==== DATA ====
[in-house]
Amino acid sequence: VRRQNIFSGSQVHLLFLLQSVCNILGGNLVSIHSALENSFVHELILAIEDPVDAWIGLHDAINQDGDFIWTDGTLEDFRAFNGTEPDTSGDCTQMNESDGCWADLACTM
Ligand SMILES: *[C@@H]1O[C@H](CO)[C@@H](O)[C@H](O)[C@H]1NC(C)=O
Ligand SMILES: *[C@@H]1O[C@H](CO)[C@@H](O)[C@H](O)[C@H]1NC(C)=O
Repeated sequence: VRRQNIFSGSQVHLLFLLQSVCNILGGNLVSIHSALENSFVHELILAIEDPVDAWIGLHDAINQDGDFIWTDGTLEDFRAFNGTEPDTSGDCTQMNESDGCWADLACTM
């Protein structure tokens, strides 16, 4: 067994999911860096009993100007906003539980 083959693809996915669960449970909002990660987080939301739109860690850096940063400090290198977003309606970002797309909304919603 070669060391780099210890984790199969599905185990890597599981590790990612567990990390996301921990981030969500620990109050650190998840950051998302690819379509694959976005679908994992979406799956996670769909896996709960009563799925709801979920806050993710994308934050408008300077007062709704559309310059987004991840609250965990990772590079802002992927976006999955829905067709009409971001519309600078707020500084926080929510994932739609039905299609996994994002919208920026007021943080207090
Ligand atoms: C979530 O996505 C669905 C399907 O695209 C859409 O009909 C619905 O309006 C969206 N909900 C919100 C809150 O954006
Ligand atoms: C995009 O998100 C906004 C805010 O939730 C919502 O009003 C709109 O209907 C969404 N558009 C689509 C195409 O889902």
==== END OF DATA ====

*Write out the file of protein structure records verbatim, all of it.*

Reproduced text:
[in-house]
Amino acid sequence: VRRQNIFSGSQVHLLFLLQSVCNILGGNLVSIHSALENSFVHELILAIEDPVDAWIGLHDAINQDGDFIWTDGTLEDFRAFNGTEPDTSGDCTQMNESDGCWADLACTM
Ligand SMILES: *[C@@H]1O[C@H](CO)[C@@H](O)[C@H](O)[C@H]1NC(C)=O
Ligand SMILES: *[C@@H]1O[C@H](CO)[C@@H](O)[C@H](O)[C@H]1NC(C)=O
Repeated sequence: VRRQNIFSGSQVHLLFLLQSVCNILGGNLVSIHSALENSFVHELILAIEDPVDAWIGLHDAINQDGDFIWTDGTLEDFRAFNGTEPDTSGDCTQMNESDGCWADLACTM
């Protein structure tokens, strides 16, 4: 067994999911860096009993100007906003539980 083959693809996915669960449970909002990660987080939301739109860690850096940063400090290198977003309606970002797309909304919603 070669060391780099210890984790199969599905185990890597599981590790990612567990990390996301921990981030969500620990109050650190998840950051998302690819379509694959976005679908994992979406799956996670769909896996709960009563799925709801979920806050993710994308934050408008300077007062709704559309310059987004991840609250965990990772590079802002992927976006999955829905067709009409971001519309600078707020500084926080929510994932739609039905299609996994994002919208920026007021943080207090
Ligand atoms: C979530 O996505 C669905 C399907 O695209 C859409 O009909 C619905 O309006 C969206 N909900 C919100 C809150 O954006
Ligand atoms: C995009 O998100 C906004 C805010 O939730 C919502 O009003 C709109 O209907 C969404 N558009 C689509 C195409 O889902």